If your household is similar to mine, it's highly possible that you still have buckets of your children's unfinished Halloween candy lying around your kitchen! And here it is now the week following Thanksgiving. In a non-liturgical world, it seems to be the natural progression that we should go ahead and begin our rightful enjoyment of "Blue Christmas" and "Santa Claus is Coming to Town" as we look for those Black Friday and Cyber Monday deals. After all, as of November 1st, the radio stations here in Cincinnati began their yearly proclamation of the Christmas season. The never-ending cycle of the same 30 Christmas songs played endlessly as a way to "celebrate the real reason for the season" fills our ears ad nauseum. Now to be fair, we all enjoy Christmas music to a certain degree, but one must be reminded that it is not yet Christmas. Advent is yet to be upon us, and musically speaking, Advent and Christmas are two very different seasons with contrasting musical tones.
"Advent" is a term that derives from the 4th declension Latin noun "adventus", which means "arrival" or "coming". It is the season beginning this Sunday, December 3, and ending Sunday, December 24th, during which we look forward to the celebration of the Nativity with a sense of expectation and hope. Advent points back to the time when the ancient Israelites were crying out to God for a Messiah. With that in mind, Advent hymns have a tendency to be more introspective, subdued, and minor in key. During the season of Advent, in the Catholic church for example, even the instruments play at a quieter dynamic level. Advent hymns are often harder to find, which is why most churches simply skip to Christmas music. They are also not as "peppy" and "fun" as Christmas hymns. Their subject matter deals with looking forward to a coming Messiah, expecting, and waiting. However, it's not just any waiting: it's waiting for our very salvation. A prime example of such a hymn is "O Come, O Come Emmanuel." Although it is sung in English today, it was traditionally written in Latin in the 12th century.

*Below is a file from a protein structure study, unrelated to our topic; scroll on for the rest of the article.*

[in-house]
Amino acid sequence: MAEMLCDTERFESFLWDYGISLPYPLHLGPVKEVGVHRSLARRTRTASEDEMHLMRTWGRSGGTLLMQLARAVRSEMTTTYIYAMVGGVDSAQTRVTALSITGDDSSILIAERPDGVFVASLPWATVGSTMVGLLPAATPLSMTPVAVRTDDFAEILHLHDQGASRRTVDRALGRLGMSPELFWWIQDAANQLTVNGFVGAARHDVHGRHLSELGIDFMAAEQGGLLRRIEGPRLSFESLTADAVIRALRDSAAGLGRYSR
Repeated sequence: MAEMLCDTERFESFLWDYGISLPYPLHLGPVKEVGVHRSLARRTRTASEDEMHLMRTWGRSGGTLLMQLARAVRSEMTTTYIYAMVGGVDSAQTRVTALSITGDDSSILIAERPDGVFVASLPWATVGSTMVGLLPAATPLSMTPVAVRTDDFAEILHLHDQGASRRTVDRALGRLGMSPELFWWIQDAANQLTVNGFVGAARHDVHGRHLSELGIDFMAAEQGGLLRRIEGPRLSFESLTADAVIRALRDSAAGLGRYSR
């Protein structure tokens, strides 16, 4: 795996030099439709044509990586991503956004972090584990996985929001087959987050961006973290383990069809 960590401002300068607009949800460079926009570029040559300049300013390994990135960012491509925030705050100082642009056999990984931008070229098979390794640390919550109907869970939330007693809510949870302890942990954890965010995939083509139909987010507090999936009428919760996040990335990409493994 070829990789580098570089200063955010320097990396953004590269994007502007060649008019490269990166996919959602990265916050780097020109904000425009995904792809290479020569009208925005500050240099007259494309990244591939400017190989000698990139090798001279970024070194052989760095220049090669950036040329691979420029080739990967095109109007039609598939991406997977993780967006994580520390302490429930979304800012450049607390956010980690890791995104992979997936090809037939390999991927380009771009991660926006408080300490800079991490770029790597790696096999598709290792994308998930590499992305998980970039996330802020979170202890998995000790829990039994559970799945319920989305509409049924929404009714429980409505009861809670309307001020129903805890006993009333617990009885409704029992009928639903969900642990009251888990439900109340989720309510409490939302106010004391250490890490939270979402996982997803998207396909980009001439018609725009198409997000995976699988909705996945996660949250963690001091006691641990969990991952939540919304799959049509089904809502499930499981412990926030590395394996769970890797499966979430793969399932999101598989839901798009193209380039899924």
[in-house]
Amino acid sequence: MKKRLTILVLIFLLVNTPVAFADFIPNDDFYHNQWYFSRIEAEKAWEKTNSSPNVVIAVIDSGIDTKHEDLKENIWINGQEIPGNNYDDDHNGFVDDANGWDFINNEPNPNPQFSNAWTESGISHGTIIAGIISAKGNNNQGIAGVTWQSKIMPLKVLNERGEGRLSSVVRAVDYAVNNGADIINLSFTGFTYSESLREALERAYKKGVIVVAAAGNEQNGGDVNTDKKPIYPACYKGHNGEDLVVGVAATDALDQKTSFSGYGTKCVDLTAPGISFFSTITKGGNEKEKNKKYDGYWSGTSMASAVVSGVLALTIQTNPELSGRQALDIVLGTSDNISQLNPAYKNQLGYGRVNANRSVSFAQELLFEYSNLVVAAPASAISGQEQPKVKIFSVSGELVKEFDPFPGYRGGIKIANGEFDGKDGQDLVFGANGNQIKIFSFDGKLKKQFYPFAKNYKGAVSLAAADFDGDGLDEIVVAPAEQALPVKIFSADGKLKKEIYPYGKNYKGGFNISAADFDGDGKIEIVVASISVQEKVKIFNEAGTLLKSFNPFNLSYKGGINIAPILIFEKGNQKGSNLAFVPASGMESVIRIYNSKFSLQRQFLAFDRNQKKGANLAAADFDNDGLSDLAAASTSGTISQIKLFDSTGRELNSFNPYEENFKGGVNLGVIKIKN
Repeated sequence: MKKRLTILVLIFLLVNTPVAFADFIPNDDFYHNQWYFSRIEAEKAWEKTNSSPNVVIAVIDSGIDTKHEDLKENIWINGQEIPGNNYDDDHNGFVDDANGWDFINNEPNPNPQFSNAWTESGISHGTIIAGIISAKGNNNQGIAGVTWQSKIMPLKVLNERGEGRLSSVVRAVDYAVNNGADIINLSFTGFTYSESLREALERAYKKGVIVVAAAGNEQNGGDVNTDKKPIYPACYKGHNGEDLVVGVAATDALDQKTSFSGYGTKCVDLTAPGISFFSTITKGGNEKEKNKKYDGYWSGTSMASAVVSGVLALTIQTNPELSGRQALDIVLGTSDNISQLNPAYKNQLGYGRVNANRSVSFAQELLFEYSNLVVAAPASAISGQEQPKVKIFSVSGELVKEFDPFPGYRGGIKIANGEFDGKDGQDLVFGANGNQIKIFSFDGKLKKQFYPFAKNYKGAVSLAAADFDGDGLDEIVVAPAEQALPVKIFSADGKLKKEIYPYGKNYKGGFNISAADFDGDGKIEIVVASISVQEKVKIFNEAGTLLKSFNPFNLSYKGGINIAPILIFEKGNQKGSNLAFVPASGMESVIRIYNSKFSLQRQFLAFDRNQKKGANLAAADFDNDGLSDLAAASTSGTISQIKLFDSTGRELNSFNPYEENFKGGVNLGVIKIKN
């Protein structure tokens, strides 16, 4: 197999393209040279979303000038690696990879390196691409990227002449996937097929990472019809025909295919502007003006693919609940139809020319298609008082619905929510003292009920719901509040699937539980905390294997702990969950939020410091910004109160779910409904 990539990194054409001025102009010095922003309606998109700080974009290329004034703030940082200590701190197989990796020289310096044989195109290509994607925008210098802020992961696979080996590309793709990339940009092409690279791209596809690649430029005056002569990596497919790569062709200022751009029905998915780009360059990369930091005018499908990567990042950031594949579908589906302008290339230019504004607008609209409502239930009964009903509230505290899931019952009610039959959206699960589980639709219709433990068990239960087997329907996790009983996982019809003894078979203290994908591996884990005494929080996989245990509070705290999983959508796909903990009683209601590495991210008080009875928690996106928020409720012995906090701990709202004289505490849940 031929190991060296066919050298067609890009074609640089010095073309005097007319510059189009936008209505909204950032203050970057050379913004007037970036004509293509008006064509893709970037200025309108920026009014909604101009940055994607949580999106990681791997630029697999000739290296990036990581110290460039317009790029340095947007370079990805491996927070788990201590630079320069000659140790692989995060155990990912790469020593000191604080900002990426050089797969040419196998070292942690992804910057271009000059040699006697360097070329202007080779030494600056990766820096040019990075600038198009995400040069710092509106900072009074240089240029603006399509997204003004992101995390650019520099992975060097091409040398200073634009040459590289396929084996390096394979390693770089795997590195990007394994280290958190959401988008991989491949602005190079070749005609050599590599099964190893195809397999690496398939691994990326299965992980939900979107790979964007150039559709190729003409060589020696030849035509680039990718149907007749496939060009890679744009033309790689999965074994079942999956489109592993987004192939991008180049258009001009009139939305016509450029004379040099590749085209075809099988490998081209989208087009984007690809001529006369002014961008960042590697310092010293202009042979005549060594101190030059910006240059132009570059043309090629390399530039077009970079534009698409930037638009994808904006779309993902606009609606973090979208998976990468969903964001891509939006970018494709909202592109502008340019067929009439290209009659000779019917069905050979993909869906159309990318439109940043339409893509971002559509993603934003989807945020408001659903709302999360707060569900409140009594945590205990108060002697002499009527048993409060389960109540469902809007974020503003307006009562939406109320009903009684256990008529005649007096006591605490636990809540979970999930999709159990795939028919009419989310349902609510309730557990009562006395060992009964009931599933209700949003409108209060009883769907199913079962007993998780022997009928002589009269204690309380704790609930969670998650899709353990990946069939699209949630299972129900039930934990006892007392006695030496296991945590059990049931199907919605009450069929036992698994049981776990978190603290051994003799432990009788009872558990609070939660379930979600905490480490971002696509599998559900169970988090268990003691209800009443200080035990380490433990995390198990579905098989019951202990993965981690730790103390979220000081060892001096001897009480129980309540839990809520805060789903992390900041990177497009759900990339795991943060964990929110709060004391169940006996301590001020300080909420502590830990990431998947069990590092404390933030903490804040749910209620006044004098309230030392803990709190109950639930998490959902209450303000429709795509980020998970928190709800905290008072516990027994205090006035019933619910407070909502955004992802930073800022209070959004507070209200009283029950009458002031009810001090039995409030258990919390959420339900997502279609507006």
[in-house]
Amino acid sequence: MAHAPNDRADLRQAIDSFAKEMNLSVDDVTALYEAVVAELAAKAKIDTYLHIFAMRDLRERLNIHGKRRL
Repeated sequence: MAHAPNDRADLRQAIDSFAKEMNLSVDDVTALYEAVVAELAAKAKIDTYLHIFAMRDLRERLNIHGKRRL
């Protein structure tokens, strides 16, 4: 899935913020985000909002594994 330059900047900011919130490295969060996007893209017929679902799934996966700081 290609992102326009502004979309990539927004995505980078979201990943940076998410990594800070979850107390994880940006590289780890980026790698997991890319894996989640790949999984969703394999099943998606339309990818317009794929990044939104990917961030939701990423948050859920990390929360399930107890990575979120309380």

On the other hand, Christmas is a celebration of God's covenant being fulfilled. And it's this expression of jubilant fulfillment of God's promises that makes us want to listen to those Christmas carols as soon as possible and for as long as possible. A Savior was indeed sent to earth, so there is joyful celebration in songs like "Joy to the World" and "Angels We Have Heard on High". Singing these songs makes us happy and helps us feel fulfilled and unified.
However, this joyful celebration technically doesn't begin until Christmas Day. The time of Advent provides the believer with a time of preparation and a time to focus on the hope that Christ indeed brings. This is essential to the Christian experience. Just as we prepare our hearts to receive Communion, we must prepare our hearts to receive God's gift of Christ. Last night I sat in my office and began planning the music for December for the church where I am employed as music director. Though I needed to plan through December 31st, I had to stop at December 24th because I couldn't make the mental and emotional shift from Advent to Christmas in one sitting. I will have to return to my work with a fresh frame of mind. I do indulge in Christmas music before December 25th to a degree, and I don't think it's wrong, but I am careful not to overlook Advent and the reminders it provides of what God has done for us. Both Advent and Christmas hymns deserve a place in our holiday tradition. And just remember, Christmas doesn't fall on Black Friday.
Please look for a follow-up post on my absolute favorite songs for Advent!